As we previously reported, in an effort to better address pay disparity issues based on gender and race, the Obama-era EEOC announced in February 2016 that it would seek to revise the EEO-1 data collection report that employers with 100 or more employees and certain federal contractors are required to file each year with sex, race and ethnicity data concerning their workforces. Specifically, the report would be expanded to contain a “Component 2” that would include data on employees’ W-2 earnings and hours worked. However, in August 2017, the current administration froze this new requirement in order to re-evaluate whether the burden it would impose on employers is justified. This resulted in litigation by groups who sought to have the proposed new requirements upheld. A federal district court agreed and ordered the EEOC to more forward with the new expanded EEO-1 reporting requirements.
However, in April 2019, the EEOC reported that it would be unable to comply with the Court’s current timeline of collecting the Component 2 data by May 31, 2019, stating that it would need until September 30, 2019 to be able to collect 2018 data through the use of private contractors. As such, employers will not have to submit any Component 2 data in the immediate future, however, the May 31, 2019 deadline still stands for the original EEO-1 report data that employers have had to provide in the past.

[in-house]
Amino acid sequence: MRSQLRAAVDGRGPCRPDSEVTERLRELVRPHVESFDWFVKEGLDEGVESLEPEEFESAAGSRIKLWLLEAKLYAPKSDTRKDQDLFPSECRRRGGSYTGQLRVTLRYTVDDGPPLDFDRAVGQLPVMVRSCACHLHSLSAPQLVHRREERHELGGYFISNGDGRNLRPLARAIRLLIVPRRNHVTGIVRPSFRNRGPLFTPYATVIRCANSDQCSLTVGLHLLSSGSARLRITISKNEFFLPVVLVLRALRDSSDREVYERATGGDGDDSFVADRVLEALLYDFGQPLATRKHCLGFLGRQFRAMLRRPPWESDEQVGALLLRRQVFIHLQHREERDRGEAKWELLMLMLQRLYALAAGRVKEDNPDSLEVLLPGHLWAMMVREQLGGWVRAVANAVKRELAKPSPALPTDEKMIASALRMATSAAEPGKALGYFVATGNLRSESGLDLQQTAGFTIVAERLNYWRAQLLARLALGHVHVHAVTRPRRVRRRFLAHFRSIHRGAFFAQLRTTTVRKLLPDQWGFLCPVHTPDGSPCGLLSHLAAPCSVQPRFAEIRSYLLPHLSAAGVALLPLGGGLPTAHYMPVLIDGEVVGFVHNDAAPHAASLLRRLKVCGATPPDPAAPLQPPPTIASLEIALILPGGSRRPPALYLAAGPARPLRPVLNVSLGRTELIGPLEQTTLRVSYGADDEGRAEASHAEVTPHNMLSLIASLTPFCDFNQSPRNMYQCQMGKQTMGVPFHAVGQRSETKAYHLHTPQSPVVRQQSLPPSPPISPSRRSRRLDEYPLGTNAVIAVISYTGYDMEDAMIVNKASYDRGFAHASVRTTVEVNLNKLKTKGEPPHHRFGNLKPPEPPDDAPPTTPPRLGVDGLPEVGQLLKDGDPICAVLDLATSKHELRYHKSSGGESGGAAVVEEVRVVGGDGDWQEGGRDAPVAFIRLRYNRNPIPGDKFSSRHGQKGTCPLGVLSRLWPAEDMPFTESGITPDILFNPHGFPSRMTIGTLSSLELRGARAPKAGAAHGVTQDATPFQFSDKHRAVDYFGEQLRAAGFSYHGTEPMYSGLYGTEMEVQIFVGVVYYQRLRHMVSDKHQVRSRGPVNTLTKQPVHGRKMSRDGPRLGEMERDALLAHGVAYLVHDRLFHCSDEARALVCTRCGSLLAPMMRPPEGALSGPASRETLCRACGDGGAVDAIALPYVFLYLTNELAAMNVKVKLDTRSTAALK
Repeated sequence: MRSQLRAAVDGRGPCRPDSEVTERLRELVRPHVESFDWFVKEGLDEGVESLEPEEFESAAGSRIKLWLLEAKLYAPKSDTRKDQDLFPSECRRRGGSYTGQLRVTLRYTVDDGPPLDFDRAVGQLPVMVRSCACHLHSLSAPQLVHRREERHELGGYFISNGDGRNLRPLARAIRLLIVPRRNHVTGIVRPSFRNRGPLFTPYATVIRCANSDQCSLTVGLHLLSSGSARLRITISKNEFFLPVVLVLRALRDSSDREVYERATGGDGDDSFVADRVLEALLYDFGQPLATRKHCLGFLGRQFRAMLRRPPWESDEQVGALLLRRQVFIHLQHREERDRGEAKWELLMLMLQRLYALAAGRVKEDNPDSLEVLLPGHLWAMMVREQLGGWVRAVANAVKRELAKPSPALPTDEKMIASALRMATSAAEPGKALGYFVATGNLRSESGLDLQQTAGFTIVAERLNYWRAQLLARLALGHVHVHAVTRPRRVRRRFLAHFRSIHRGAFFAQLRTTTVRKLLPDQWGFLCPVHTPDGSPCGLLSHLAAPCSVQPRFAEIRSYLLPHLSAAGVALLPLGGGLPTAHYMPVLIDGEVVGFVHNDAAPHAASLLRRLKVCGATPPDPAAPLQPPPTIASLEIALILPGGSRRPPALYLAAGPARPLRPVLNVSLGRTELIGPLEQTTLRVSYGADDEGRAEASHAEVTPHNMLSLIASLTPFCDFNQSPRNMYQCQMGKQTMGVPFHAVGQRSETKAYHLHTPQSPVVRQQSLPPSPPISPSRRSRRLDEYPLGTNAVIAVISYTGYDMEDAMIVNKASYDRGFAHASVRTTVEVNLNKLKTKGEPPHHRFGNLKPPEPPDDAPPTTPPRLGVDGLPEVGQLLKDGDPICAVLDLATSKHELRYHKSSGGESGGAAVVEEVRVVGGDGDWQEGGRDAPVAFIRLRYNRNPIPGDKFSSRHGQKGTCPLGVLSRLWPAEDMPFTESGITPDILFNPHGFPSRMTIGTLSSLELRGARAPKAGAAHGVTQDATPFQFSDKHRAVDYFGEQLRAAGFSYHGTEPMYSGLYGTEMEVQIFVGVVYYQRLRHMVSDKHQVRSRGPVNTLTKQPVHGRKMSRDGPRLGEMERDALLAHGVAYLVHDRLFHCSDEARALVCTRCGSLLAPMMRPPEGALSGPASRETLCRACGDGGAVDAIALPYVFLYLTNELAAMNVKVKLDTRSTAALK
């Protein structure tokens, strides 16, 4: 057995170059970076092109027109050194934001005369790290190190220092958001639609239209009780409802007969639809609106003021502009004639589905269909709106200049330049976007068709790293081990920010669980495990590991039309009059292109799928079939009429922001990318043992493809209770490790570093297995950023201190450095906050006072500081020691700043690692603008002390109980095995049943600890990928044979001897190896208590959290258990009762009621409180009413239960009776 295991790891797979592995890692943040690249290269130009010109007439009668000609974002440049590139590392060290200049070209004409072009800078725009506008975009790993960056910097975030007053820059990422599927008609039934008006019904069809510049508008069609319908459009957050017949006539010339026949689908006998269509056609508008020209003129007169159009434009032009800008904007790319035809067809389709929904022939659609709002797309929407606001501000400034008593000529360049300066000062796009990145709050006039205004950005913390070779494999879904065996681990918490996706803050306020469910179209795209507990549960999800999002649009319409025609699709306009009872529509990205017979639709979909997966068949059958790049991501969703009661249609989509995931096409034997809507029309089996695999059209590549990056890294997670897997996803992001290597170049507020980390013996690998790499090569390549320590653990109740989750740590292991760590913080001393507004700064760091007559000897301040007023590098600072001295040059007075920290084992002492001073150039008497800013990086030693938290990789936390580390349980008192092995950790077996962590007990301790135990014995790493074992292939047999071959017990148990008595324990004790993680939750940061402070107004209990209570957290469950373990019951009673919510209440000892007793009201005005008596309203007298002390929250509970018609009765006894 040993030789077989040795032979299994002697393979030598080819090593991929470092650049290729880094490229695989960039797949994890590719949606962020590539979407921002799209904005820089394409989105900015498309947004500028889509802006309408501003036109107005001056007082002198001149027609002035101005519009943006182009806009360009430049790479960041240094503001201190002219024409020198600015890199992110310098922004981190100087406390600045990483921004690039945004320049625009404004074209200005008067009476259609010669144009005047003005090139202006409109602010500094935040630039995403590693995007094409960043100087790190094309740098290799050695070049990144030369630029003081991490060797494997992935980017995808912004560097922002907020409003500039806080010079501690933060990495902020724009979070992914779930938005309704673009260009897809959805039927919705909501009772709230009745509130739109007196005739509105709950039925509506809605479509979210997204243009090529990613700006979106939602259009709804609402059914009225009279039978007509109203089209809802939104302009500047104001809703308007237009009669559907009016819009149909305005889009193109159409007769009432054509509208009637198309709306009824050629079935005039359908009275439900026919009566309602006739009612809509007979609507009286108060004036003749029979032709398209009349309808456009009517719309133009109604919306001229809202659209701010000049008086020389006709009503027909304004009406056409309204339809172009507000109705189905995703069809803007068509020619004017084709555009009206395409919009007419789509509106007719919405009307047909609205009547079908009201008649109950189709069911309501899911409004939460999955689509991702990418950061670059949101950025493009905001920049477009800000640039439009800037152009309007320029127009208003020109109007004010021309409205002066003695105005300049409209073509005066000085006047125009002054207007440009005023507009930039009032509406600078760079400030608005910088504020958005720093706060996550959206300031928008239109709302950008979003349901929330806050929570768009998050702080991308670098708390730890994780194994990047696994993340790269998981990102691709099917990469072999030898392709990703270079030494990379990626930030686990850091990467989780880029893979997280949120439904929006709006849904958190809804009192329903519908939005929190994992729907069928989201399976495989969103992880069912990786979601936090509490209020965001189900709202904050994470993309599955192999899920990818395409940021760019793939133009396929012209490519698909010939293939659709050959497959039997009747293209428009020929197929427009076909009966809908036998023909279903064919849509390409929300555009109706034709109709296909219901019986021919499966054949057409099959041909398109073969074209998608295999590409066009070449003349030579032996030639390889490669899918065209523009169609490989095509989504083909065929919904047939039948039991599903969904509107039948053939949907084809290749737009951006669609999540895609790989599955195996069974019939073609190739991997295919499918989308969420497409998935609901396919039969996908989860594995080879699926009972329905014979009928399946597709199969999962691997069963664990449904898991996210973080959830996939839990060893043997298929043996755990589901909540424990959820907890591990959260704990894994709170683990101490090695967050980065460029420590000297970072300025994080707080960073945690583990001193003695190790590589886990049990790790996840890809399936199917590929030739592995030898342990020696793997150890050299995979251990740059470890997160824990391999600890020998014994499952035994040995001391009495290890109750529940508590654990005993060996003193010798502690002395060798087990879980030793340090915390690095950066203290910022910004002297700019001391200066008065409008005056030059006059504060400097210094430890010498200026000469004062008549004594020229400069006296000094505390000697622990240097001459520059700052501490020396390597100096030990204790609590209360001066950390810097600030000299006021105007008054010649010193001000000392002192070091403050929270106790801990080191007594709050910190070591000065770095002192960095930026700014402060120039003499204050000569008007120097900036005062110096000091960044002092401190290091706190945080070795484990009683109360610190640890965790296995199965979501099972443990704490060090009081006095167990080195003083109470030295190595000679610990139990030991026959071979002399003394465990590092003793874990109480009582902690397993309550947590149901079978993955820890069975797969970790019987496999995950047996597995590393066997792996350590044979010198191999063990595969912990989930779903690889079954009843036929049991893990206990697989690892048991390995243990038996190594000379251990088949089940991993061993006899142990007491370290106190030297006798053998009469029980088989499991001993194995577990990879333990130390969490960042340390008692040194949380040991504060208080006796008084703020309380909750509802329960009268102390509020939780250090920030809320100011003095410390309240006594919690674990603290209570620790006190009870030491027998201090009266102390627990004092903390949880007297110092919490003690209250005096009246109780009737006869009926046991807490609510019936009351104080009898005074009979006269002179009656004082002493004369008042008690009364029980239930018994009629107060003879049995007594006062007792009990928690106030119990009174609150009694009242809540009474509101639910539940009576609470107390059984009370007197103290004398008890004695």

It is uncertain whether the new September 30, 2019 deadline will stick, as there is now pushback from business advocacy groups and possible further appeals. If the Component 2 data reporting is ultimately required, the EEOC indicated that it would be issuing guidance on the mechanics of the additional reporting. Accordingly, we will update you with any further developments or requirements.